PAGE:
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La La Land

It was a perfect afternoon to wait for a stranger, bright and sunny with the faintest hint of a breeze, just enough to rustle the leaves in the courtyard. I’m no stranger to oddities, but this was a curious errand even for me, I’d come to Starbucks in Beverly Hills to wait for a man who called himself Johnny Hanukkah.

We’d come to make an exchange that had been more than a year in the making. I’d come to recover an antique gold watch, a blue tie dotted with pink octopi and most importantly, an eagle scout medal. In return, I had a black cocktail dress, size 8, and pair of black high heels to trade. After a flurry of text messages we’d arranged to meet on a Tuesday afternoon to close the books on a failed Hollywood romance.

It hadn’t always been like this, in the beginning Joseph and Christine seemed like the perfect pair, a summer romance for the ages. They tore up the dance floors from Burbank to Santa Monica, always the center Los Angeles’ swing dancing scene. They made were for each other, and when Joseph proposed, giving her his Eagle Scout Medal in lieu of an engagement ring, everyone agreed they were the perfect pair.

Everything has its season and by fall, cracks started to show in that perfect facade. They drifted apart, sitting at different tables in Joe’s, neither deigning to look at the other. By winter it was over.

When a relationship ends there’s always a million loose ends, floating endlessly in the ether. It’s like an imploding star, friends and family sucked into the endless black hole.

It took a year, and thousands of text messages after Christine and Joseph broke up to arrange this tete a tete at Starbucks. Like the middle east peace process, both sides angling to get the best deal. Joseph was desperate to get the medal back, he’d spent an entire summer in high school renovating benches in a Whittier Park to earn it. For Christine, her life had become the movie “La La Land,” and it was nearly time for the credits to roll.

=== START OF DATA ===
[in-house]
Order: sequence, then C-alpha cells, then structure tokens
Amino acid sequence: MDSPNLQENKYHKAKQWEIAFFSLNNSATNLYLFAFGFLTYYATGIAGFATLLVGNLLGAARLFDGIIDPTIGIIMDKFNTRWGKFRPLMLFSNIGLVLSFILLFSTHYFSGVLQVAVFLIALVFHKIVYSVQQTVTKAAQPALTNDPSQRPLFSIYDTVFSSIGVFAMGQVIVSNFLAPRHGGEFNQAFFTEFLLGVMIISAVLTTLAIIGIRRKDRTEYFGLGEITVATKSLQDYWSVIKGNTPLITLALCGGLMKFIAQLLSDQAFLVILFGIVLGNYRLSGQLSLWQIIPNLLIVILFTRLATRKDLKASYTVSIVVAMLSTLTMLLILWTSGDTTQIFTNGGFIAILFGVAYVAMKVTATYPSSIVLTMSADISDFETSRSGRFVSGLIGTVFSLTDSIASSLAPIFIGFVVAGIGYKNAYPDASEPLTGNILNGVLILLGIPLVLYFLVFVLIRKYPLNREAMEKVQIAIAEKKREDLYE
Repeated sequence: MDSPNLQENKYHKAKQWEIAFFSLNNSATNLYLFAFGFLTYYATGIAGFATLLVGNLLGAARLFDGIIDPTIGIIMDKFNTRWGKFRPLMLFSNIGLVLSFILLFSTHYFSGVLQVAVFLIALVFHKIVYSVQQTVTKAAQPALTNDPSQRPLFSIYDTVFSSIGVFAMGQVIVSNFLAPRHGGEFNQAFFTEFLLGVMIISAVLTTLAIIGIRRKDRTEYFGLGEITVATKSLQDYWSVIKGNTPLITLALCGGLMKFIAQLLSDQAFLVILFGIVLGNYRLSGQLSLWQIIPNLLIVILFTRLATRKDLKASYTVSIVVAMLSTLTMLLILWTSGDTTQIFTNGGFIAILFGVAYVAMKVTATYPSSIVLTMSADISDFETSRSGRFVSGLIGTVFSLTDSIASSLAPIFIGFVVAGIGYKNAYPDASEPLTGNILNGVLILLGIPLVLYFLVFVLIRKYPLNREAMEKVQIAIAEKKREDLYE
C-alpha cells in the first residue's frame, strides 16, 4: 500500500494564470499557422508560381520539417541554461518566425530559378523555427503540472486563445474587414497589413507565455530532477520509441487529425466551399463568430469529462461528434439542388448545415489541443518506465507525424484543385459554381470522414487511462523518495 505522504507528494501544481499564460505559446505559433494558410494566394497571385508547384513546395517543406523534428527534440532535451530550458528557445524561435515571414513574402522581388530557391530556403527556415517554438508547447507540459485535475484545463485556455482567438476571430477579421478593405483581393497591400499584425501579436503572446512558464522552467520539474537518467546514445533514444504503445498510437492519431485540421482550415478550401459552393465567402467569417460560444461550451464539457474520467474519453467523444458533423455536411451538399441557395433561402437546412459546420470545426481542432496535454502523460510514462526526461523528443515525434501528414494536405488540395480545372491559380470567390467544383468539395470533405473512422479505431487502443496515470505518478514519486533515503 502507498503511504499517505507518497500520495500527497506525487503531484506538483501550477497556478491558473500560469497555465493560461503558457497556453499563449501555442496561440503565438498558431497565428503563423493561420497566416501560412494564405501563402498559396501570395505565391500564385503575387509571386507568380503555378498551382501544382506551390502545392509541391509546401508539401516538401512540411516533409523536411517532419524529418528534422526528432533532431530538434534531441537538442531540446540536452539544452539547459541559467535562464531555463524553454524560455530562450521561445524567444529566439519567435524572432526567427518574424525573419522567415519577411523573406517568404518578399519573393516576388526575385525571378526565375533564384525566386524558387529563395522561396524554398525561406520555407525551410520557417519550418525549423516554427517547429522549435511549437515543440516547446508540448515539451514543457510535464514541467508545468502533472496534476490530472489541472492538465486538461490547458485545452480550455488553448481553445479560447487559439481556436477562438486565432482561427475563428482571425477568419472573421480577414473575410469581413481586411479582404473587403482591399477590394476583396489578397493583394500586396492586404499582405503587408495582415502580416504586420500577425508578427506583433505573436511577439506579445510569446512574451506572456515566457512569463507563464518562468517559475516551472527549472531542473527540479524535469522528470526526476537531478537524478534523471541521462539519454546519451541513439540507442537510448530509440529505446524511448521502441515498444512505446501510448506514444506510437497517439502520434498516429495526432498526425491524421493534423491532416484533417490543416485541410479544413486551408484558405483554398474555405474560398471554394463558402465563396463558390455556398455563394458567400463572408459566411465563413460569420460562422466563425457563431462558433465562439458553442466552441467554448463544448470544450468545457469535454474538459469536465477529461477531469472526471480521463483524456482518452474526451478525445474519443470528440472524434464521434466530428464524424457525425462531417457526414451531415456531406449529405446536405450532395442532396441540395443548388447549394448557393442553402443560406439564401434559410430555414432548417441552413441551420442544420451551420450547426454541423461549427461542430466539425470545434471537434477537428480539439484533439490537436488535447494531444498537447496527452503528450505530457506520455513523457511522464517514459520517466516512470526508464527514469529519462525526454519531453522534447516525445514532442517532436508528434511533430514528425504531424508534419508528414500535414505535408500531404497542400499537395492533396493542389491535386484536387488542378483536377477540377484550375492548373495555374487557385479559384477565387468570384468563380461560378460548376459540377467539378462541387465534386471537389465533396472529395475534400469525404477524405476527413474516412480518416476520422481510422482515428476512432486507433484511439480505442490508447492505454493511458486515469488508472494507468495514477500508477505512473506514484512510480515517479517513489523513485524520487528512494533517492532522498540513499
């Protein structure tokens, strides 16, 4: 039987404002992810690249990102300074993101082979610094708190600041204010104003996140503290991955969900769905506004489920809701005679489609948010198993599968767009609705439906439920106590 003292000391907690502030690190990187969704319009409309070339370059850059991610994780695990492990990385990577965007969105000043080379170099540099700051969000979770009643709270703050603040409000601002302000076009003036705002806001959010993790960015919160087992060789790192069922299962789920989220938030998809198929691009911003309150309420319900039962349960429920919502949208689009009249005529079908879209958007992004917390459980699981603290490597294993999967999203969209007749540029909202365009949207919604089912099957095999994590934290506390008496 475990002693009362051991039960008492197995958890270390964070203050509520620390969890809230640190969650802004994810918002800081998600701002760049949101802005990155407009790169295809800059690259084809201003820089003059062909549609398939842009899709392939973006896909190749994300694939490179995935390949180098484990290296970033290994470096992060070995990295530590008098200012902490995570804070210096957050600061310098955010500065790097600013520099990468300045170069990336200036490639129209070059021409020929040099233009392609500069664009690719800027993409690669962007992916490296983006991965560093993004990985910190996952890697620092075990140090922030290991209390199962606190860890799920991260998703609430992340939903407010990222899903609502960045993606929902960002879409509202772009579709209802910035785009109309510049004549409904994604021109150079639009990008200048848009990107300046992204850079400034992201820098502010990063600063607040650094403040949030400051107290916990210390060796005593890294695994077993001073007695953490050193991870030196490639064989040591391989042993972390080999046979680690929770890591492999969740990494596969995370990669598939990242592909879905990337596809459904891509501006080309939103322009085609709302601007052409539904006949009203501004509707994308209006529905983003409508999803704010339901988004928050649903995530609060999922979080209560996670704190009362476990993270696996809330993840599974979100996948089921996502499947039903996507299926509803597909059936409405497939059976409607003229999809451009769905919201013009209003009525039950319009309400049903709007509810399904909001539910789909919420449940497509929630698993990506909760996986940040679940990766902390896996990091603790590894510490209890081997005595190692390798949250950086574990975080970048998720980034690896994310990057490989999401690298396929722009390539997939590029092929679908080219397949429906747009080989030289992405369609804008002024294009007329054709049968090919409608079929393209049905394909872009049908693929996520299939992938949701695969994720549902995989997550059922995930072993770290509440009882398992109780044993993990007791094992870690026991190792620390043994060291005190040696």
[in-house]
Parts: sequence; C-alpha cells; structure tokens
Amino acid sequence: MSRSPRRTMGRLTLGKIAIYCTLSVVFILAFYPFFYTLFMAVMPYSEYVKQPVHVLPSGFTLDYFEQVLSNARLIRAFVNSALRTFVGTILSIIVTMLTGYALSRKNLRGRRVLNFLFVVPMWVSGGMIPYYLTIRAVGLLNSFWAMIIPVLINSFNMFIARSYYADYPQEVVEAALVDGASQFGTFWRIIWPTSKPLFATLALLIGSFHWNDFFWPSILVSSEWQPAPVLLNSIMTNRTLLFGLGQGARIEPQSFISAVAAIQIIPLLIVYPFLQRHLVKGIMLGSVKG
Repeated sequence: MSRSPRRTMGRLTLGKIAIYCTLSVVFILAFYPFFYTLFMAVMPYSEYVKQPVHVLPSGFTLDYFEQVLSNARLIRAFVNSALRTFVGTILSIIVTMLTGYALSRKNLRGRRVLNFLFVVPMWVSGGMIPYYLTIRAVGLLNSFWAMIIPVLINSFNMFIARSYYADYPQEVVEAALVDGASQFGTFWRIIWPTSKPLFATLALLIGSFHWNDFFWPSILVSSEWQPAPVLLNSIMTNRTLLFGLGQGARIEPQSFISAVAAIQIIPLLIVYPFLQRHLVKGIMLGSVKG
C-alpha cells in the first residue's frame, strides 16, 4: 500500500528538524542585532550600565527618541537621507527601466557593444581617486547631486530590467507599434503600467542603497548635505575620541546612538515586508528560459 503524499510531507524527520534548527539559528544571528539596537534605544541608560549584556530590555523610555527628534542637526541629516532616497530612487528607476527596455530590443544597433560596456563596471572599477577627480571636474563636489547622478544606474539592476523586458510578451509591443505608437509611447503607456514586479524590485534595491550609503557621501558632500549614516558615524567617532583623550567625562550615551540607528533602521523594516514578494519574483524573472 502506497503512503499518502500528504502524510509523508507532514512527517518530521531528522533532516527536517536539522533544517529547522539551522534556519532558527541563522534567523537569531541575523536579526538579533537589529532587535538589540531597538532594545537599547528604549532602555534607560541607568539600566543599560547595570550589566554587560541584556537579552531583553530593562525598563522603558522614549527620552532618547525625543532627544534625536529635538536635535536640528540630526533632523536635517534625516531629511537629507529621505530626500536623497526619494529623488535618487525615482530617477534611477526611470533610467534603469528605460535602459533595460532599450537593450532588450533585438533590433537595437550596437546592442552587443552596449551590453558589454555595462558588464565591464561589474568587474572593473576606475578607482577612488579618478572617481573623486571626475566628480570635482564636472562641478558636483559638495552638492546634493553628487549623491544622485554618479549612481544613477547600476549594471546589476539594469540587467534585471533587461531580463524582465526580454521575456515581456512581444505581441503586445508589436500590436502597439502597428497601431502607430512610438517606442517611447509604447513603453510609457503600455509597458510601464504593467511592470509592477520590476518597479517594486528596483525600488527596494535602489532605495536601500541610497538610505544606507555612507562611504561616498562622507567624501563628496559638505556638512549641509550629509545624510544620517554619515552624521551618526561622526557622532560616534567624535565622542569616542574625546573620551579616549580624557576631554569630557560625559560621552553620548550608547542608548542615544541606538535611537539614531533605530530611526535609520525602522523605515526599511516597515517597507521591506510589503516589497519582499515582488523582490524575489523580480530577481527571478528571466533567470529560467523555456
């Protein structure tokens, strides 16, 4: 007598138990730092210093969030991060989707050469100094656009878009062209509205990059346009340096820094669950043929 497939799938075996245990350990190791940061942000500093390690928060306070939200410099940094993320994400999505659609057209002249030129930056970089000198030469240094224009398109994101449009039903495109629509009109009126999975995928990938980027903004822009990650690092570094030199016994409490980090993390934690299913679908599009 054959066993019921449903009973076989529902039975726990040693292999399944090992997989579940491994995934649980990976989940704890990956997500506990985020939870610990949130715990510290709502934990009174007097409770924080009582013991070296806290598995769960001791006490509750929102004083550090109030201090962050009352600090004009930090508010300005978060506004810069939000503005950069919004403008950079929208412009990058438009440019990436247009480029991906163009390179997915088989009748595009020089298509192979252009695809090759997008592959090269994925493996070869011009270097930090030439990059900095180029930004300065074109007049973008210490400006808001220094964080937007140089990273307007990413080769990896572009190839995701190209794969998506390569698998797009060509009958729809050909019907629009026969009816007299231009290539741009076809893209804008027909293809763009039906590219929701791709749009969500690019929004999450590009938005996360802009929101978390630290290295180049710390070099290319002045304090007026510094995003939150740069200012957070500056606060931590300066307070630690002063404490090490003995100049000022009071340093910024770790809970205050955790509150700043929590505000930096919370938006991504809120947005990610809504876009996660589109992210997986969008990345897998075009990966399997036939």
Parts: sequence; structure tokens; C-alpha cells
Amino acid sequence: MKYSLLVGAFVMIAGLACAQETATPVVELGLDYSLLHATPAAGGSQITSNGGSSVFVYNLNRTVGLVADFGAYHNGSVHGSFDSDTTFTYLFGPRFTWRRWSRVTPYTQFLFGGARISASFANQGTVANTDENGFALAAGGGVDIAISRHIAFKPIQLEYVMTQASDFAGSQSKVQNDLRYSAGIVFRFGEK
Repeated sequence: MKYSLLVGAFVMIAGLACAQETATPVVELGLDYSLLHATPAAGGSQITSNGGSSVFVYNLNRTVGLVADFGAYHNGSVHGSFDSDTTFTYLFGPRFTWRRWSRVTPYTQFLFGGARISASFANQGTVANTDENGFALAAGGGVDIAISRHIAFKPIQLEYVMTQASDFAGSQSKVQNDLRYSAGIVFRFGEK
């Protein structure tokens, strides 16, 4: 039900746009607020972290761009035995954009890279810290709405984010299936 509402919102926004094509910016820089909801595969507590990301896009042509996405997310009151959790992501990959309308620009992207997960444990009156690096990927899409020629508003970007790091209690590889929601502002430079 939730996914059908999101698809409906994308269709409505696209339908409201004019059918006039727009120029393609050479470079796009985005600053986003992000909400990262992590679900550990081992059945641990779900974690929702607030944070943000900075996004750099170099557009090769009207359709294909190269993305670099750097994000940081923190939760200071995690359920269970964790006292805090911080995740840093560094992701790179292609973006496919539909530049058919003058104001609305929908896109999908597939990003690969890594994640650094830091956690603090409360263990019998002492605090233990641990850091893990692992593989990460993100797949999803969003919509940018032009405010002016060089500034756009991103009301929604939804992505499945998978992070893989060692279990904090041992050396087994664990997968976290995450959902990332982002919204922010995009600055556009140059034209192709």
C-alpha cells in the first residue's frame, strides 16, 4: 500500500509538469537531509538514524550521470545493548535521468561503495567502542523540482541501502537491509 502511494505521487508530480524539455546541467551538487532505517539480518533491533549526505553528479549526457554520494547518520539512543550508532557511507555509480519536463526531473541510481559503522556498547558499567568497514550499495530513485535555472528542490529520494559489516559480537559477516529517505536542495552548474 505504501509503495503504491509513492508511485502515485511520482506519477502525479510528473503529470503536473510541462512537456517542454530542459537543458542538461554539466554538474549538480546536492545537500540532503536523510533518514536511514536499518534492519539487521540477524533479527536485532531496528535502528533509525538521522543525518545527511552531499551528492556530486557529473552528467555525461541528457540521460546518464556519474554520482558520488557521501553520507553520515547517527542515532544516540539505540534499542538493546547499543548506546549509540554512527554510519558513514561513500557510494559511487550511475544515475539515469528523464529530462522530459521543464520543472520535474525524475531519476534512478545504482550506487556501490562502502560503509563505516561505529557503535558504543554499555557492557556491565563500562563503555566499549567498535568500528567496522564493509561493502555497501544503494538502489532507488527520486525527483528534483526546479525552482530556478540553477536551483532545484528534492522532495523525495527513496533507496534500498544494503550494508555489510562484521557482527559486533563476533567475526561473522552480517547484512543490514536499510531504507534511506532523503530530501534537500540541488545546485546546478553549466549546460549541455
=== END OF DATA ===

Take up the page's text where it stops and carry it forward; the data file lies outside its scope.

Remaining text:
I was nearly finished with my coffee when Hanukkah walked in, clutching a battered J Crew shopping bag. At my feet sat a similarly worn Banana Republic bag, Joseph had neatly folded the dress before placing the shoes on top that morning.

He didn’t bother to order, he just lay the bag down on the table before sitting down. Maybe because we were so close to Hollywood, it was easy, to imagine myself as Indiana Jones in the Temple of Doom, cutting a deal with Shanghai crime boss Lao Che. I checked the bag, and then said a quick goodbye.

I’d tied up one of those ends, but what about all the others? Things end every day, and there must be a million Eagle Scout medals out there, tucked away in drawers. I didn’t have to go very far to find the answer, just around the corner in Hollywood was the Museum of Broken Relationships. Tucked into a small space at 6751 Hollywood Blvd., the museum was a block away from the famous intersection of Hollywood and Highland.

An original creative art project conceived by Olinka Vištica and Dražen Grubišić in 2006 the museum is a repository of love and loss. The first location opened in 2006 in Zagreb and has grown to include a satellite location in Los Angeles. All of the items in the museum’s collection are donated, and each one is accompanied by an anonymous note, which explains the provenance of each piece.

Intended as a statement about the ways we love and lose, the collection itself is varied. There’s a three volume set of Proust, a faded tank top, and even a gingerbread cookie. Alone, these things might be little more than bric brac of everything life, but it’s the stories submitted by their unknown donors that makes them feel weighty.

After a hour or so, I wandered back out into the LA sunshine, carefully clutching the battered J Crew shopping bag. I still had to meet Joseph to return his medal. It might seem like a small thing, but sometimes that’s all we have left at the end.

Contact David Dolmage

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